When we got back to our campsite that night we found we had new neighbors filling in every spot along the river on both sides. At this point it was Thursday night so all the people who only had Thursday and Friday off were arriving for their vacation. It’s really a positive and a negative in that sense that the Sierra Gorda is so accessible, it’s easy to get to but in popular vacation times (like the end of Semana Santa) you may want to find a more isolated area if you don’t like crowds. The next morning we packed up early and went back to Jalpan, this time stopping to see the Jalpan Mission. Both of the missions I saw were of similar style, their orange hues and elaborate carvings a sharp contrast to the green mountainous backdrops. We kept going along our return drive, this time stopping at El Chuvejé Waterfall. It’s a very short hike to get there and again in true Mexican fashion, entrepreneurs have set up food and coffee stands in the woods along the way in case you are seized by the need for food and drink. I always laugh about the fact that in Mexico you don’t really need to be prepared when you set off somewhere as there will always be someone on the side of the road, or in this case the forest, selling you whatever food or beverage you might need. The waterfall is impressively tall and narrow but like our campsite, it was filled up with families swimming and even trying to camp in the middle of the trail. On our way back through Pinal de Amoles we stopped in again at the liqueur place to get our only souvenirs from the trip, a few more bottles of the flavors we had particularly enjoyed (we later dropped one in the parking lot of the bus station in Mexico City, I was so sad). Feeling content with our trip and filled up with fresh mountain air we went back to Querétaro, where we took the bus back to Mexico City. Overall, I really loved the Sierra Gorda. Mexico is not really a country known for its mountains but the Sierra Gorda offers amazing high altitude views all within reach with a semi-decent car. If you’re more interested in culture, there’s the missions and all the history that goes along with the Franciscans converting the indigenous people, though the indigenous culture is still maintained in some areas here. In this trip we only explored about half of the Park, there’s much more I want to see like the Swallow cave and Las Pozas, a surrealist garden nestled in the forest. I’ll definitely be back, hopefully soon rather than later.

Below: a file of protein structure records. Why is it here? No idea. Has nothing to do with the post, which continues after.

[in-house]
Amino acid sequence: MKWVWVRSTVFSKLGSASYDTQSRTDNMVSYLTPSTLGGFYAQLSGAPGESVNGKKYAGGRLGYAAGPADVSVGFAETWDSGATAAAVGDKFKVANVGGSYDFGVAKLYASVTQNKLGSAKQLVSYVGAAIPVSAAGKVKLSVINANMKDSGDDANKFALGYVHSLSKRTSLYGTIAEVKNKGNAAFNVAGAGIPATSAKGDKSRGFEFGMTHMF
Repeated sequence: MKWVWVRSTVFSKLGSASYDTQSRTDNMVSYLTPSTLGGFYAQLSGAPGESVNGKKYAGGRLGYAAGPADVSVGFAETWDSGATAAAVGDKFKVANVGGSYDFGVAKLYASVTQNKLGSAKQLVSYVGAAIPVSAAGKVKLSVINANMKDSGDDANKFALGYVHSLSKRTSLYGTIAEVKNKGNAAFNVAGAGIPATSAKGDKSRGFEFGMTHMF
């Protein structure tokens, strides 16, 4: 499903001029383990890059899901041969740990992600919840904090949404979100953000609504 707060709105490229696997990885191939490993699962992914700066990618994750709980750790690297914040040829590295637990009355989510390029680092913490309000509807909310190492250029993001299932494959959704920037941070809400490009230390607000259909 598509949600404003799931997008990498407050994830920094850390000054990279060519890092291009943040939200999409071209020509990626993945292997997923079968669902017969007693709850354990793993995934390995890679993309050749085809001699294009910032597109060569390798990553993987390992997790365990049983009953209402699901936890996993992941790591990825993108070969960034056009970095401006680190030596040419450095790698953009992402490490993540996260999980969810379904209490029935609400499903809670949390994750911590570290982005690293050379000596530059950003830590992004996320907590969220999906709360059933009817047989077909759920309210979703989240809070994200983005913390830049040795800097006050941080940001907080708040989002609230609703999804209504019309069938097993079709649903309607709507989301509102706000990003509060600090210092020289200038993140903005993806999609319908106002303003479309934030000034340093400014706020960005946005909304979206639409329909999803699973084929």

And since I had trouble identifying places on GoogleMaps as I was planning this trip, here’s an itinerary of my trip with the destinations marked, feel free to use it!

Day 1

Day 2

Day 3

Day 4


5 thoughts on “Escaping to the Sierra Gorda”

  1. An excellent reporting of your exploration in Mexico. I find it very interesting that there are food vendors even in the forest. At least that way you won’t be hungry if the dogs get to your food during the night. Keep up the good writingr